How bad is Ukraine’s economy? Well hmm…Ukraine’s new government has said it needs $35bn (£21bn) to pay its bills over the next two years.
Ukraine has been marked by negative historical fluctuations with the IMF: it failed to keep to the terms of previous assistance packages in 2008 and 2010.
Consider this now Ukraine’s economy is smaller than it was in 1992, shortly after the dissolution of the Soviet Empire.
At the time, Ukraine and Poland had similar-sized economies but Poland’s economy is now twice as large as that of Ukraine’s.
The IMF estimates that the Ukrainian economy shrank 0.3% last year after barely growing in 2012.
However, because many industries are so energy-inefficient, they are heavily dependent on imports of Russian gas which have been heavily subsidised.
Farming is also another important key industry, Ukraine has more arable farm land than any other European country and is a colossal producer of grain and sunflower oil.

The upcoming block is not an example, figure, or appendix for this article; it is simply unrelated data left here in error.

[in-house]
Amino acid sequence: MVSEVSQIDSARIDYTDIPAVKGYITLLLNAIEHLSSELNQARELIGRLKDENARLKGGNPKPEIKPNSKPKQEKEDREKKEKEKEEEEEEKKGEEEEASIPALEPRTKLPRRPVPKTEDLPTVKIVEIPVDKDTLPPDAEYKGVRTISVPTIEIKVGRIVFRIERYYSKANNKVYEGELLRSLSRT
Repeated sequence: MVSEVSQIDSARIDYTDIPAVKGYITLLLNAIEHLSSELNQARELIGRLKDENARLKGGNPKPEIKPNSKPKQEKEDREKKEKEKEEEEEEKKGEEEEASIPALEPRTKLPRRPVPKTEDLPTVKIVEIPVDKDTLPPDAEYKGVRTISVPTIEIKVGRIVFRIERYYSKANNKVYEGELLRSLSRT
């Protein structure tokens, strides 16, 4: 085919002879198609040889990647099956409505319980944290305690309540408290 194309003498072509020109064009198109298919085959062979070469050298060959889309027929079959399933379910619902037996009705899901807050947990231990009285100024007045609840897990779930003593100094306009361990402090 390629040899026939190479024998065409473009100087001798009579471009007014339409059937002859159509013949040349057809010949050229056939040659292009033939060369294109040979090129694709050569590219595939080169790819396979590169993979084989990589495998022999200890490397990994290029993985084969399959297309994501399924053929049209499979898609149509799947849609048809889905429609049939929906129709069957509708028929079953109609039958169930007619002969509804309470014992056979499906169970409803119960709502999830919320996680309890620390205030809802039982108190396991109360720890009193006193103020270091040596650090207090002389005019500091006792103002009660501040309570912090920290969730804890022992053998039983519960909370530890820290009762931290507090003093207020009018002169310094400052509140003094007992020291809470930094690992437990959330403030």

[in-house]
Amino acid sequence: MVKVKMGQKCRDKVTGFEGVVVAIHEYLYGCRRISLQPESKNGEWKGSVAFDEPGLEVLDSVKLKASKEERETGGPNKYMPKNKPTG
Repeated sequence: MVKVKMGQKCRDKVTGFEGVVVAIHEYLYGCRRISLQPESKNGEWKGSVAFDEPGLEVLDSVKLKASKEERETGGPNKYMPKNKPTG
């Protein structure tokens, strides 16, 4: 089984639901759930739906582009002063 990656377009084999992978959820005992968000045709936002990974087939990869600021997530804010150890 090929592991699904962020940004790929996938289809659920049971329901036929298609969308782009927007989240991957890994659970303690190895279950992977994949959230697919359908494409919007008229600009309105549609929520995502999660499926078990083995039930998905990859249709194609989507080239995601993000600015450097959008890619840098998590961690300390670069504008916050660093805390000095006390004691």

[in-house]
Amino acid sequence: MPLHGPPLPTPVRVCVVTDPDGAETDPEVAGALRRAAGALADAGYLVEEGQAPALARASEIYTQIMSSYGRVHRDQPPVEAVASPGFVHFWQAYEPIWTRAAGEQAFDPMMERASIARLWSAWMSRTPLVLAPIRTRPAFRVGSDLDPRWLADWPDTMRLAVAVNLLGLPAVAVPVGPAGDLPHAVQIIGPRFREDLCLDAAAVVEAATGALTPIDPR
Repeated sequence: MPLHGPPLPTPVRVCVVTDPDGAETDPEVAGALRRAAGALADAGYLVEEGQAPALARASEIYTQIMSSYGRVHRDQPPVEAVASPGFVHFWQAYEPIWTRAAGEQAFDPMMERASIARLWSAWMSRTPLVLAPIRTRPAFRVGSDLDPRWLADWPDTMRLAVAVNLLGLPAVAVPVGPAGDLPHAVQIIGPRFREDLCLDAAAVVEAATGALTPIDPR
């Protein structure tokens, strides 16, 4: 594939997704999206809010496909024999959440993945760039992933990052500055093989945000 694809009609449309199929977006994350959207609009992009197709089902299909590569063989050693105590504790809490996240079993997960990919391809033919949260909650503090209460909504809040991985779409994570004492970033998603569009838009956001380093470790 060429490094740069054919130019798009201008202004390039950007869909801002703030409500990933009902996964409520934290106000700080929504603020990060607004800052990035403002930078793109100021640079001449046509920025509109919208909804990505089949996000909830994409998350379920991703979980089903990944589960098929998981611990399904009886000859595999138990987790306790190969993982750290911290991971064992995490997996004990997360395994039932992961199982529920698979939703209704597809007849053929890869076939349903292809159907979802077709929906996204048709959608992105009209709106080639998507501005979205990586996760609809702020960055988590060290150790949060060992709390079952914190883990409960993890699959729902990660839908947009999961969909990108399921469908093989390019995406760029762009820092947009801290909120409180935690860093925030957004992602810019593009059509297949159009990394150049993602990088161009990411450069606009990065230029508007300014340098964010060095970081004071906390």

A 2012 study by two Ukrainian academics confirmed that the shadow economy is equivalent to 44% of Ukraine’s economic output.
Now if you compare Ukraine with its Russian neighbour the results are rather startling. Russia is a large, energy-rich nation that is deeply interconnected with the global economy, one reason why the Europe and America have been reluctant to impose sanctions on Russia.
That makes European sanctions against the Kremlin a double-edged sword. The E.U. could cut Russia off from European financial markets or prohibit European firms from doing business in Russia, but Putin could respond by cutting off natural gas and oil exports to the European Union. This would undoubtedly ensure mutually assured destruction for all countries concerned.
The lack of energy would likely send the E.U. into a recession. As for Russia, well I guess it would look to India and China as its primary export markets.